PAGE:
Creating A Proven Track Record
By Chelse Benham

Theodore Roosevelt wrote, “Far better to dare mighty things, to win glori...
the stars for things not going the direction you would want them to go. In a
reactive person, the answer lies outside of t...
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Creating a proven track record

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Creating a proven track record

  1. 1. Creating A Proven Track Record By Chelse Benham Theodore Roosevelt wrote, “Far better to dare mighty things, to win glorious triumphs, even though checkered by failure, than to take rank with those poor spirits who neither enjoy much nor suffer much, because they live in the gray twilight that knows not victory, nor defeat.” How brilliant and poetic that statements is. It eloquently captures the essence of risk behavior and its supremacy in achieving progress. Stephen Covey, author of the “The Seven Habits of Highly Effective People,” writes: “If the only vision we have of ourselves comes from the social mirror – from the current social paradigm and from the opinions, perceptions and paradigms of the people around us – our view of ourselves is like the reflection in a crazy mirror room at the carnival. These visions are disjointed and out of proportion. They are often more projections than reflections, projecting the concerns and character weaknesses of people giving the input rather than accurately reflecting what we are.” As Viktor Frankl, psychiatrist and a Nazi death camp captive during World War II, espoused, there is a fundamental principle about the nature of man. Frankl championed the following belief, “Between stimulus and response, man has the freedom to choose.” As Covey writes in his book, “Many people wait for something to happen or someone to take care of them. But people who end up with the good jobs are the proactive ones who are solutions to problems, not problems themselves, who seize the initiative to do whatever is necessary, consistent with correct principles, to get the job done.” According to Covey, listening to the language we speak is a real indicator of the degree to which we see ourselves as reactive or proactive. Reactive Language Proactive Language “There’s nothing I can do.” “Let’s look at our alternatives.” “That’s just the way I am.” “I can choose a different approach.” “I can’t.” “I choose.” “If only.” “I will.” “It makes me so mad.” “I control my feelings.” The language we use becomes the self-fulfilling prophecy or the Galatea effect. If you are a reactive person you may feel victimized. Things may feel out of your control. You may blame outside forces such as people, circumstances and even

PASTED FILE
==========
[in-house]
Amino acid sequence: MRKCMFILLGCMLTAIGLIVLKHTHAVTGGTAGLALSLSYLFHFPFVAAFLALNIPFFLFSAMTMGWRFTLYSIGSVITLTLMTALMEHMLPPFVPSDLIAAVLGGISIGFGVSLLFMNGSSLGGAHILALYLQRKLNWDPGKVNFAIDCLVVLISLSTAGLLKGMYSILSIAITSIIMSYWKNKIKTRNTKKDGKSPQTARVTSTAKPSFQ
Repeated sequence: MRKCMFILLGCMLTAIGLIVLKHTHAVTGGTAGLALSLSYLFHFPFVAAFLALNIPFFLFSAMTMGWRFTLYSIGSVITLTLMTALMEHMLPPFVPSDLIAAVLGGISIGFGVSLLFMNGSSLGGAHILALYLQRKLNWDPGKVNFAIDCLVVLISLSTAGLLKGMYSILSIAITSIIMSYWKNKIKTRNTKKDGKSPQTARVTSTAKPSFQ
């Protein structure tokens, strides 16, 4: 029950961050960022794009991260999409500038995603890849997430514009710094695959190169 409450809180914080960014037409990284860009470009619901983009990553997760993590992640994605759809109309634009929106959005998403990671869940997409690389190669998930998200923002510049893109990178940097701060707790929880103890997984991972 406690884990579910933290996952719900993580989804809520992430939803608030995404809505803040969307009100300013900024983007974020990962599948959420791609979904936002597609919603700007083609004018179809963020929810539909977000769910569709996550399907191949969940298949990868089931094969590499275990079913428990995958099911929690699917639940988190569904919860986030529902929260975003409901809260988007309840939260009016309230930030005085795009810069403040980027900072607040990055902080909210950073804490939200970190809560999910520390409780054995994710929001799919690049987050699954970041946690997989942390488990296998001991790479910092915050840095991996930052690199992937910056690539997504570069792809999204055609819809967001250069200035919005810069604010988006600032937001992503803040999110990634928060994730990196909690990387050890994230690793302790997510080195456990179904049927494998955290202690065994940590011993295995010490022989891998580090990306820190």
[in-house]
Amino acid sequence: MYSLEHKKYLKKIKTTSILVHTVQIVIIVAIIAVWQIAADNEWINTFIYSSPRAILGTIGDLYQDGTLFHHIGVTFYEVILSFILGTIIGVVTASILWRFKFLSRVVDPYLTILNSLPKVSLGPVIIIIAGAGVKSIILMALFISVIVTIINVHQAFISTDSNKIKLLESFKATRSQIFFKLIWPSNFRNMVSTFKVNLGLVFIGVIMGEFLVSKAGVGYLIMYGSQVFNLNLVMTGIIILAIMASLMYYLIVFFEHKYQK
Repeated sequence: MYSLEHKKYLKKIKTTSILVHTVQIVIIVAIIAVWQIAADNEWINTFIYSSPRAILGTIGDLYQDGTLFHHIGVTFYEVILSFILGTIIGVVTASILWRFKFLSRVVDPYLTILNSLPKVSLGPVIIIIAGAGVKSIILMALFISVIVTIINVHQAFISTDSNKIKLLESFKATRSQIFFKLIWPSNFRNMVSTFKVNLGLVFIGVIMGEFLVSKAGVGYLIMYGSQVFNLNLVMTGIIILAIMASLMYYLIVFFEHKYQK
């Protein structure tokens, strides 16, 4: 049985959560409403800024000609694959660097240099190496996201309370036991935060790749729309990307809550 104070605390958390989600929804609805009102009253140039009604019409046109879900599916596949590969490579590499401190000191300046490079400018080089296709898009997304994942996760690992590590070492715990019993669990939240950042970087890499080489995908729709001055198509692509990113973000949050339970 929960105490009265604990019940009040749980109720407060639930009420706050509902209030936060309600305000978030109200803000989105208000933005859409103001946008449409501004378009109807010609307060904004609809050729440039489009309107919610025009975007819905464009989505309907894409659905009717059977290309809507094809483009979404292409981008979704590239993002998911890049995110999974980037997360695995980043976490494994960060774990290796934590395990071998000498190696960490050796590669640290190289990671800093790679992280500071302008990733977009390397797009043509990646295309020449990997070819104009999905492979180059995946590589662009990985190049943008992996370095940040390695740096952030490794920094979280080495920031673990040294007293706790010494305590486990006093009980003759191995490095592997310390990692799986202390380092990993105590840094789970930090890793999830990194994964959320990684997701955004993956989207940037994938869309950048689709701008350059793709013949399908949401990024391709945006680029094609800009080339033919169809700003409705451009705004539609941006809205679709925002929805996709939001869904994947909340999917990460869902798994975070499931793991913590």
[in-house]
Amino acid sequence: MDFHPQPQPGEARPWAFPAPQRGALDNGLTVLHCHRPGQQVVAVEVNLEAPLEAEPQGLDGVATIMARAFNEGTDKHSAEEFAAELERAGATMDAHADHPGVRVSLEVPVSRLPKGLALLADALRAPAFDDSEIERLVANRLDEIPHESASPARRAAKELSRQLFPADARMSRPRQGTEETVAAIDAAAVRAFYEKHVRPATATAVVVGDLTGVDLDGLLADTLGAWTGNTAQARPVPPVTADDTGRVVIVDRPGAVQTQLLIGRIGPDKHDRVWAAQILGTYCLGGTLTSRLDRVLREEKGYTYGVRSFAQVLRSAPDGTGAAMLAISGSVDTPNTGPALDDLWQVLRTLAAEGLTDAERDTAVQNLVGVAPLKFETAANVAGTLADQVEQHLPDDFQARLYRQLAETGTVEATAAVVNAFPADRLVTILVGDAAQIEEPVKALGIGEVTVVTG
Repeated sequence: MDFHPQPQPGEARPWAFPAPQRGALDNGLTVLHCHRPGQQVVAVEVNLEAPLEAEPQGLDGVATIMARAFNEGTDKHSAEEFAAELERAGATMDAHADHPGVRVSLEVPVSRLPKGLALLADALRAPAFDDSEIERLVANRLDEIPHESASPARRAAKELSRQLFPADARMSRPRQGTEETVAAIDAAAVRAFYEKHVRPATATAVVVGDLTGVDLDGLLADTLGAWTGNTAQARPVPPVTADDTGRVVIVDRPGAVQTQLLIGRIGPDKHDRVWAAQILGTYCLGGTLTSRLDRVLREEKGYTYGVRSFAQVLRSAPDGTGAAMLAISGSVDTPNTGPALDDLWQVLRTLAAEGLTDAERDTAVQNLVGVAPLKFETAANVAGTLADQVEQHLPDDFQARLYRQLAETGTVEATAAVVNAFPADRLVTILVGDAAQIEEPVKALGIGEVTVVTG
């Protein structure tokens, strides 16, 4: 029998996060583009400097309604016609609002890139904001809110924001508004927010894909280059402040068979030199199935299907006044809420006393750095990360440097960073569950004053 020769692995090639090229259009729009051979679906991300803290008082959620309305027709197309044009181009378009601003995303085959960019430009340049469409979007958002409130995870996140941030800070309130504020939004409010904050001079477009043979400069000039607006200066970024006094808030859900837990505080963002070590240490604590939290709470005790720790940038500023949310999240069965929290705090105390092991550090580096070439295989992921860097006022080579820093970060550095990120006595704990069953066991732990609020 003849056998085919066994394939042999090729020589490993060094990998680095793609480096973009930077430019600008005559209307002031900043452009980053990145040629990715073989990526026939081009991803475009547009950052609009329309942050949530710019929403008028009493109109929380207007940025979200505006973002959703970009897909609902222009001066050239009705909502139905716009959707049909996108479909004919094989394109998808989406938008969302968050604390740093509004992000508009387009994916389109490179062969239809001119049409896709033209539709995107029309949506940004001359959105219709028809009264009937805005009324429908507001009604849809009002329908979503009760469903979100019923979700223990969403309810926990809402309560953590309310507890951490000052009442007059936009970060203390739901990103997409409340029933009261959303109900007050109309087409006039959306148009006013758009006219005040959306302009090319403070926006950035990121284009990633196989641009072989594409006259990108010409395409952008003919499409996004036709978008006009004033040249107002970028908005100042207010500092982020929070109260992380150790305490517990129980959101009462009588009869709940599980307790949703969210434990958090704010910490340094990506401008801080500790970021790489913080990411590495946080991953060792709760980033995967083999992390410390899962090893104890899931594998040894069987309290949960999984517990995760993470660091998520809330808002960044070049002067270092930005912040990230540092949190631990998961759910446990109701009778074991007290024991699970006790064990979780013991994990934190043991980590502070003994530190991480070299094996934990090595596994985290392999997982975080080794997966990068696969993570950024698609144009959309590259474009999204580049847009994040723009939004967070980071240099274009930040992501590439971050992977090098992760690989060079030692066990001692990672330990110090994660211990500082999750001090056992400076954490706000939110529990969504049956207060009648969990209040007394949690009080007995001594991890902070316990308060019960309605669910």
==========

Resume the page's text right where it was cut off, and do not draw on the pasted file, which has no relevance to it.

2. 2. the stars for things not going the direction you would want them to go. In a reactive person, the answer lies outside of themselves. They are driven by their feelings, thus they react to the world around them, releasing their personal power to outside forces. As Covey writes, “If our feelings control our actions, it is because we have abdicated our responsibility and empowered them to do so. Proactive people focus their efforts on things that they can do something about. Their energy is positive, enlarging and magnifying, causing their ‘Circle of Influence’ to increase.” If you really want to improve a situation, work on the one the thing that you have control over – yourself. The “Circle of Influence” can be enlarged by being a better listener, being a more cooperative and dedicated employee and being committed to improving yourself through self awareness. Covey recommends making strong efforts at being happier as one of the most powerful proactive changes that can be made. Become who you want to be. Turn inward and listen to your internal dialogue. Are you worthy? Are you special? Do you have something to give to others that is unique to you? If you can not answer “yes” to all of these questions then the work begins there, inside your mind and heart. Evaluate your personal worth as you believe it to be. If you do not, you will indiscriminately absorb and believe all negative cues thrust upon you from others who do not have your best interest at heart. “What lies behind us and what lies before us are tiny matters compared to what lies within us.” – Oliver Wendell Holmes

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